I don’t know what was bothering this poor lady, but I am sure it was more than our infraction of tennis decorum. Instead of recognizing her pain, I let my ego brazenly respond and make things worse.

Undoubtedly, her behavior was abusive, but my response aggravated the situation. I did not recognize this person was a wounded soul. Perhaps, under her circumstances, she was doing the best she could, but I refused to see that. Furthermore, she and I left collateral damage on the three other ladies playing with her and on my three friends.

When my friends and I returned to claim the court, my nemesis, and I did not apologize to each other. I chose instead to give her lashes with the whip of my indifference.

Later I rationalized my lack of apology with a claim it would only enable her to continue her abusive behavior.

What can you do when someone becomes abusive with you?

My mishandling of this incident teaches something. It is a reminder about the importance of mindfulness towards others. While I do not profess that one turn the other cheek towards an abuser, it is important to remember that we do not live inside another’s skin. We don’t know the life forces that affect them today nor the trials that shaped them; it is imperative to consider they are doing all they know how.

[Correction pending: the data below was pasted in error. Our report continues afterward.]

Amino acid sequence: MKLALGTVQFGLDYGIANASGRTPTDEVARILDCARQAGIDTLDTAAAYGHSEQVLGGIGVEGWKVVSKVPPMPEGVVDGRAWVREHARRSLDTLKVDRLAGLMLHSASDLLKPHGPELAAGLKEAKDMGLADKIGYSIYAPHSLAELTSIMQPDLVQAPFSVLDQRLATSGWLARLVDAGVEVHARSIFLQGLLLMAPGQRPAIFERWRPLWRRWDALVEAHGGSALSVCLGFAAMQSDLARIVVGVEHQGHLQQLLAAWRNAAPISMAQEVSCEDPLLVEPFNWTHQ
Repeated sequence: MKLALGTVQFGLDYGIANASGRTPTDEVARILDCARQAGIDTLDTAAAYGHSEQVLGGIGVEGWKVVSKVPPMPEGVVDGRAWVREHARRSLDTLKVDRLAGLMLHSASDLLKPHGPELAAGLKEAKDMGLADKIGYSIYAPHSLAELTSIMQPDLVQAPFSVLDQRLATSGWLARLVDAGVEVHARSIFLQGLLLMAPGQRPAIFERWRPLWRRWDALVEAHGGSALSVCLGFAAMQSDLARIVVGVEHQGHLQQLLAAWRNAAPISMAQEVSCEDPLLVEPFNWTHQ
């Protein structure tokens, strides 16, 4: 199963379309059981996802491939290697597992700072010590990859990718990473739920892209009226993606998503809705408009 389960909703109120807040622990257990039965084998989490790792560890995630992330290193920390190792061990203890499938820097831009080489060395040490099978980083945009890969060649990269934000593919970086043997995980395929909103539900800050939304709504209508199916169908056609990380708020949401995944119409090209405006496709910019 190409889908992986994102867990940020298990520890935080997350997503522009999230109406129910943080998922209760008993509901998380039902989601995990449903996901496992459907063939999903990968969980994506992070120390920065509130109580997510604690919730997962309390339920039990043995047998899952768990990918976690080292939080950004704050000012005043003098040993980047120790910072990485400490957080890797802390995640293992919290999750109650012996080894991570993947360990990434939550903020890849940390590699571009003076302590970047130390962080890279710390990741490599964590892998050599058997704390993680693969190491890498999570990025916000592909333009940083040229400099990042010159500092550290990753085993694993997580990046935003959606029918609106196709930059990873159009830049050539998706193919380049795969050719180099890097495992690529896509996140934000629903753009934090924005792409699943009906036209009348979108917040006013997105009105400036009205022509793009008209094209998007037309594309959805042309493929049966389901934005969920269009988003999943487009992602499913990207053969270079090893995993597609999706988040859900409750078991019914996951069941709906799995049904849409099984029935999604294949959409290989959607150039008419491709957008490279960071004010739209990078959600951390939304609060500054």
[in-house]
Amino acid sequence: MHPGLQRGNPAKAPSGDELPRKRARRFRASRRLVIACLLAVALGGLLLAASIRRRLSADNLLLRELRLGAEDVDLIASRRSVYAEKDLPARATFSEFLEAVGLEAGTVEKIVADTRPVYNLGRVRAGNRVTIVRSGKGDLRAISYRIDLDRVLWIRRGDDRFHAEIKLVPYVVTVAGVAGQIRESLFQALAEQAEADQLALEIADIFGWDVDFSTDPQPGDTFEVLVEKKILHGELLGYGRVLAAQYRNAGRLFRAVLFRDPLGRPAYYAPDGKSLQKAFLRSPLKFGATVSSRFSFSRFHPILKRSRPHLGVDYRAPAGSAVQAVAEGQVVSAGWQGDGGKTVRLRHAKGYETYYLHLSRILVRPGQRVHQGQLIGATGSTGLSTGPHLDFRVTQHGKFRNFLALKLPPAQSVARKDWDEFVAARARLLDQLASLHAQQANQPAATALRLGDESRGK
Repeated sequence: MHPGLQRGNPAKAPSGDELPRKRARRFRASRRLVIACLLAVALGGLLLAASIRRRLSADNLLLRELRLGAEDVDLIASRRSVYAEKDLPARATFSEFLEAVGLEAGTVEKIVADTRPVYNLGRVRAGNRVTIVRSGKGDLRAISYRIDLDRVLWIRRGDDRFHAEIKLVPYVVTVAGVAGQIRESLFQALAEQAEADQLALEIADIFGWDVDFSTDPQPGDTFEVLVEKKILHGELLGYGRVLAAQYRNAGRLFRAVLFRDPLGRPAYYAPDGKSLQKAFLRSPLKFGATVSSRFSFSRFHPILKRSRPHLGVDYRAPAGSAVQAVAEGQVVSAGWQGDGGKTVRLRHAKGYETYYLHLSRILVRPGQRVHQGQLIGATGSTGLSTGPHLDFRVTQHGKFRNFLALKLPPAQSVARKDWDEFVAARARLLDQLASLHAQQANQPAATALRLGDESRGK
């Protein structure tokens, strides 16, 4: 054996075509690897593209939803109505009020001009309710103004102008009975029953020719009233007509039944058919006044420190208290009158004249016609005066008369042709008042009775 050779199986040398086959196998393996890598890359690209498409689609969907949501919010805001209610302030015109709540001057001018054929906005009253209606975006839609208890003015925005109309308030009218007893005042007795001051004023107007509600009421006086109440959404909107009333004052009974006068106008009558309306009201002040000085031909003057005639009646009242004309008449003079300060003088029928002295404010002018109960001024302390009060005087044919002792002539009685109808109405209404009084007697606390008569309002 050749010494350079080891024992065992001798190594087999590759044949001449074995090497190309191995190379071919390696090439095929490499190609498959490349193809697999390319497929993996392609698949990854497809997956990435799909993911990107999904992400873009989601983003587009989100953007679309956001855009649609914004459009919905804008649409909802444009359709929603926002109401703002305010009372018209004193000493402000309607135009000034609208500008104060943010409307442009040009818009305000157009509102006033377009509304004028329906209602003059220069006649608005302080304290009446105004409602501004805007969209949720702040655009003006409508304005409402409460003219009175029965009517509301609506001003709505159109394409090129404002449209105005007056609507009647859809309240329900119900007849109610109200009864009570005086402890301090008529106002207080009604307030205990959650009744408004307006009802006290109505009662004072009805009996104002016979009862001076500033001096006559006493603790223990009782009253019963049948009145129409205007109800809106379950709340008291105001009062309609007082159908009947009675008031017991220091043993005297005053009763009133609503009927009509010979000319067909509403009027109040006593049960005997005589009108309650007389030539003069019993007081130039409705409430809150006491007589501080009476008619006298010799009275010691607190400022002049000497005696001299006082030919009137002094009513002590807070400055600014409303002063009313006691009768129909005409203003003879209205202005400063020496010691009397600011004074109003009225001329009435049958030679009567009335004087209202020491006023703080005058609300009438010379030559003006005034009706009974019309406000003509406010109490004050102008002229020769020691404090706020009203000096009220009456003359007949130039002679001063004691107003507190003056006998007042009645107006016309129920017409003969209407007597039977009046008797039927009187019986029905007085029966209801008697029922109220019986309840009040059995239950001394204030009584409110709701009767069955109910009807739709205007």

There is no justification for abusive behavior, nor is there reason to stand by without stopping a powerful person from abusing a weaker one, like a parent beating a child. But to react as I did made things worse. If we want to better the world, we cannot let our ego rule with its desire to be right and get the upper hand.